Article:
During his annual spiritual retreat in 1908, Father Thomas Frederick Price, who was 48 at the time, felt called to write a letter to the Blessed Virgin Mary, Holy Mother of God. That practice of writing her a letter—almost daily—would continue until his death in 1919.
Many people, of course, maintain a diary, noting their daily encounters, experiences and feelings. Father Price, now known as the “Servant of God,” was not alone in his practice of writing.
Today his letters, contained in various diary books, can be found in the archives at Maryknoll (N.Y.), the foreign mission society which Father Price helped to co-found. The letters provide us with significant insight into the life, motivations, disappointments and deepest spiritual aspirations of the first North Carolina-born Catholic priest ordained to serve in his native state.
These daily entries provide us with abundant evidence of the deep Marian devotion of this courageous missionary priest. His heartfelt relationship with Mary as a spiritual mother enabled him to share, in the form of a letter, the daily joys and sorrows that arose amidst his priestly ministry in the name of Jesus, her Divine Son.
It was precisely during these years when Father Price experienced a call to expand his missionary apostolate, which even then included parish and mission work, the maintenance of an orphanage, and the publication of two nationally marketed magazines. He felt called by God to form the first U.S.-based foreign mission society so that American priests would be prepared to preach the Gospel and to establish the Catholic Church where it was not yet known. He himself would join the first group of four Maryknoll missionaries, who left the U.S. for China, in 1918.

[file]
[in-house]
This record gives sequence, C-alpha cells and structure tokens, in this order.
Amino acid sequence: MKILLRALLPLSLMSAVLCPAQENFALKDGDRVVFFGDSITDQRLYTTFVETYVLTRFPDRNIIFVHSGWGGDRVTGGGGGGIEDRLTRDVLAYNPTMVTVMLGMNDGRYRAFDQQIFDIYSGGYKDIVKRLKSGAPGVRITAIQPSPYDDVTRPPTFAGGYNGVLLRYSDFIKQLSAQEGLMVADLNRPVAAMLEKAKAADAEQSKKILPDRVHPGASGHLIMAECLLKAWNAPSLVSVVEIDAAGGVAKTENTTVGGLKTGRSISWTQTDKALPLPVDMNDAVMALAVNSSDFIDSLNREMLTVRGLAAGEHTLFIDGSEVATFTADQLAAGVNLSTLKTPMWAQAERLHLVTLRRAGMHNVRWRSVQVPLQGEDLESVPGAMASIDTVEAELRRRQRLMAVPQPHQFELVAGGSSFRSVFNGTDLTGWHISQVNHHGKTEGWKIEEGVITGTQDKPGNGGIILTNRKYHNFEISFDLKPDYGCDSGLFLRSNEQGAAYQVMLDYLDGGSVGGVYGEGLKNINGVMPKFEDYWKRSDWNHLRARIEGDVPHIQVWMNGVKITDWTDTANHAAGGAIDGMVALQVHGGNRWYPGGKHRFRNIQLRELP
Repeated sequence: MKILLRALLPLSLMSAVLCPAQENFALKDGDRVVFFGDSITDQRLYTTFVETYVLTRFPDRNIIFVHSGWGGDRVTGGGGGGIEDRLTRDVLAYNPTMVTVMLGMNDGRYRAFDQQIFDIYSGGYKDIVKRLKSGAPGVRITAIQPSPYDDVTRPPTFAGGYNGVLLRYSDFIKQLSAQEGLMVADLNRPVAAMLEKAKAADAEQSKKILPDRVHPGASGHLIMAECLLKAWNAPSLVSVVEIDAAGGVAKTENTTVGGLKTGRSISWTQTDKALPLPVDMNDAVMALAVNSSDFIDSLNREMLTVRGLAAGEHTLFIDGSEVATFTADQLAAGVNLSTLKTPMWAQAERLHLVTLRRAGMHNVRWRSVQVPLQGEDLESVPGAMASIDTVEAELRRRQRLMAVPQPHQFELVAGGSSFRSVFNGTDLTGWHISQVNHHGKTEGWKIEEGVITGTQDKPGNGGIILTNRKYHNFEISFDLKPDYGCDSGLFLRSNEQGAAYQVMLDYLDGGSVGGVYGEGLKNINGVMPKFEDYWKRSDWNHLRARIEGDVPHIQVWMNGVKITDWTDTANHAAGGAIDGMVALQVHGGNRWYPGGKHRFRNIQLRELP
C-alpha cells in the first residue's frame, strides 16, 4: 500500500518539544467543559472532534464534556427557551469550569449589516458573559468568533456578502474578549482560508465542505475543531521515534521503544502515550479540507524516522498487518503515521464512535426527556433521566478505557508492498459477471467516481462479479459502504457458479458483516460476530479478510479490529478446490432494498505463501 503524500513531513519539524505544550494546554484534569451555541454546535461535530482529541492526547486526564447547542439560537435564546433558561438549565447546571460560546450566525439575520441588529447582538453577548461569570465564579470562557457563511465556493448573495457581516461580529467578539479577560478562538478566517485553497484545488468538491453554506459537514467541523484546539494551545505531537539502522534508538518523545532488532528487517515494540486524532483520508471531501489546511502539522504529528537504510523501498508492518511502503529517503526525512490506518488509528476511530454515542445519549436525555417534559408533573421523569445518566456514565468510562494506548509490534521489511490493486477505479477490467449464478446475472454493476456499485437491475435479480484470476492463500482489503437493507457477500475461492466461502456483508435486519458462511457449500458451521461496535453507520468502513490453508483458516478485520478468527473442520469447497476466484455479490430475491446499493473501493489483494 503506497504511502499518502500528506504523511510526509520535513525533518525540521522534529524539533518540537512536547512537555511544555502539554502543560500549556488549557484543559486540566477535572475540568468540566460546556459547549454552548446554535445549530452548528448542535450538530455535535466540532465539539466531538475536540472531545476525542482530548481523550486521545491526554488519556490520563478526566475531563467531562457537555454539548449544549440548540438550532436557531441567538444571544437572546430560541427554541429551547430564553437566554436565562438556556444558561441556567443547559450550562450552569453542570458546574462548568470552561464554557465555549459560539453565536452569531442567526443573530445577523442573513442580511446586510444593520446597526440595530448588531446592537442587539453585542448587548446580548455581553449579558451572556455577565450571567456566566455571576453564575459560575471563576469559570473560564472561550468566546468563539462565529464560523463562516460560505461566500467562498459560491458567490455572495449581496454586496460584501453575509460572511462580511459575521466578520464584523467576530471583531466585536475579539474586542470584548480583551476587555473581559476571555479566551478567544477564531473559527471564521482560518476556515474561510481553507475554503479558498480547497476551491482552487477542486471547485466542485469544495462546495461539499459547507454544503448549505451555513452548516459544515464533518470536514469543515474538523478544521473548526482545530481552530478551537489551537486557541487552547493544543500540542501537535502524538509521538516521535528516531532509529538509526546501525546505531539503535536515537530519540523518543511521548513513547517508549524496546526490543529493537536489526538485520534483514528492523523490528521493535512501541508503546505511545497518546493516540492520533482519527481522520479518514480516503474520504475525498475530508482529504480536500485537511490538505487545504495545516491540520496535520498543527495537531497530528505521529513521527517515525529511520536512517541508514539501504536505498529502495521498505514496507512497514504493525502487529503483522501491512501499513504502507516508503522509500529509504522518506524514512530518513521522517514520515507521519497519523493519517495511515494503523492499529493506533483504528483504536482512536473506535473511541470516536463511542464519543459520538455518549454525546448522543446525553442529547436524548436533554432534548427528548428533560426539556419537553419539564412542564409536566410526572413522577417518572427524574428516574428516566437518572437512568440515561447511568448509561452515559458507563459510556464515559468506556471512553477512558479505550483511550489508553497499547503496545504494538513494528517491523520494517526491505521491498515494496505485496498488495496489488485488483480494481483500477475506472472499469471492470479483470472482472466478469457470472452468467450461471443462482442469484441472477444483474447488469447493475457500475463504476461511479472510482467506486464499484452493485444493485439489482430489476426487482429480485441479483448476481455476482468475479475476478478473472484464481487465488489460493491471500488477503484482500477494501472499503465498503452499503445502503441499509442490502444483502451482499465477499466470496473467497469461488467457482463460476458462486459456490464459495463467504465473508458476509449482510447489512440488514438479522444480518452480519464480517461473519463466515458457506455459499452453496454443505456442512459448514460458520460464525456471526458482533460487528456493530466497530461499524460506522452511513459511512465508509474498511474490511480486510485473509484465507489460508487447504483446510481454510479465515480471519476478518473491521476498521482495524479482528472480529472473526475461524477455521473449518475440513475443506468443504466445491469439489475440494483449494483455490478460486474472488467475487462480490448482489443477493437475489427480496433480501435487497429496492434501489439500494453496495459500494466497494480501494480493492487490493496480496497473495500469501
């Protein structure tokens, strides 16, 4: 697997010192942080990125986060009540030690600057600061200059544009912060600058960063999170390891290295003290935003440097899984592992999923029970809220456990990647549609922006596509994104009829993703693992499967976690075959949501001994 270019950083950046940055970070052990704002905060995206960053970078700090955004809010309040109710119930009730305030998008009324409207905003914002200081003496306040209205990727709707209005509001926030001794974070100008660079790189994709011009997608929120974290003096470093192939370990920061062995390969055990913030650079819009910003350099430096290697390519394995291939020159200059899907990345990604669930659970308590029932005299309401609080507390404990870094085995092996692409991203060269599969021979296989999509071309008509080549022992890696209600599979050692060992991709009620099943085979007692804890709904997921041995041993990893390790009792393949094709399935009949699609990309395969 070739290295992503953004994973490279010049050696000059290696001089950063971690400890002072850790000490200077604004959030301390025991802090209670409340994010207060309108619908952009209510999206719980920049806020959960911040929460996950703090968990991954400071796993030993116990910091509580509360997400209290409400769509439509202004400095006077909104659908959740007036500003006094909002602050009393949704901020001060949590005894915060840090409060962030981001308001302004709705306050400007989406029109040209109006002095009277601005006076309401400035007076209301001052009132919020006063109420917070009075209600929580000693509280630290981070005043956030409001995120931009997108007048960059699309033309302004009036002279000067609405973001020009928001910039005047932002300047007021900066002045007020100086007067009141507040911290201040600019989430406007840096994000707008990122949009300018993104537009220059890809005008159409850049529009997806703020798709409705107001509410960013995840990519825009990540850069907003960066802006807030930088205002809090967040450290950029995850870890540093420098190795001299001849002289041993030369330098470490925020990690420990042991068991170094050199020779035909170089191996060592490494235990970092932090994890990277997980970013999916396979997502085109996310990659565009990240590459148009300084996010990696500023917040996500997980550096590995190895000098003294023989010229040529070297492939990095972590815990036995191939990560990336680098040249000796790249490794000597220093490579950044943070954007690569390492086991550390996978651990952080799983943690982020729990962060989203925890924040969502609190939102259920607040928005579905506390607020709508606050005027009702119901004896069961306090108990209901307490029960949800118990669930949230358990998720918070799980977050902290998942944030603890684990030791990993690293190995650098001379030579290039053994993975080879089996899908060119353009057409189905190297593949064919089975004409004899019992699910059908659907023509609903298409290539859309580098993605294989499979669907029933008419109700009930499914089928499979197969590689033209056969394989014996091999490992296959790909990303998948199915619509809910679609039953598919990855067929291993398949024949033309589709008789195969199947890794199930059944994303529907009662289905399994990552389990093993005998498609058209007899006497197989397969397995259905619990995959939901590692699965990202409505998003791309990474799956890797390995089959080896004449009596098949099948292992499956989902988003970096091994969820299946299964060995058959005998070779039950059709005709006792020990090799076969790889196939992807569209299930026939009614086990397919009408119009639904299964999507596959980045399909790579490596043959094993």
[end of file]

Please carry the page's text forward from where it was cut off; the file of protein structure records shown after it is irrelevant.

His own mother, Clarissa Bond Price, a convert to the Catholic faith and mother of eight, had shared her own deep devotion to the Mother of God with her children and husband, Alfred, a newspaper editor, who also converted to the Catholic faith. Two of their daughters entered the convent, professing vows as Sisters of Mercy. This faith, of course, was held and professed in the midst of significant Southern antipathy to the Catholic religion at the time.
In addition to this deep devotion to Mary, Father Price developed an intense and emotional devotion to St. Bernadette Soubirous, the visionary of Lourdes. This devotion developed before her beatification and canonization and took expression by his wearing a wedding band. Moved by Bernadette’s purity, her faithful commitment to God’s Will in all things, and her intimacy with the Mother of God, he found in her a spiritual companion. Furthermore, in spiritual union with these two holy women, he re-consecrated his priesthood, and left all that was familiar to him behind, becoming the spiritual father of the first Maryknoll seminary and then of the first mission group in China. Within a year of his arrival, at the age of 59, he died on the feast of the Holy Name of Mary.
With deep Marian devotion to a loving spiritual mother, the Blessed Virgin, fostered by his own valiant, earthly mother, and accompanied, spiritually, by a sister-friend, Bernadette, Father Price was enabled, by God’s grace, to become a man of God, a priest of Jesus Christ and a tireless missionary, both in North Carolina and in China, while fostering other men to take up their cross and follow in the footsteps of Jesus as priests and servants of the Gospel.
Father Price’s letters to Mary show us how men with strong Marian devotion can become real and effective spiritual fathers.
Father James F. Garneau, Ph.D., V.F., K.H.S., is pastor of St. Mary of the Angels in Mount Olive and Episcopal Delegate for the Cause of the Canonization of the Servant of God, Father Thomas Frederick Price.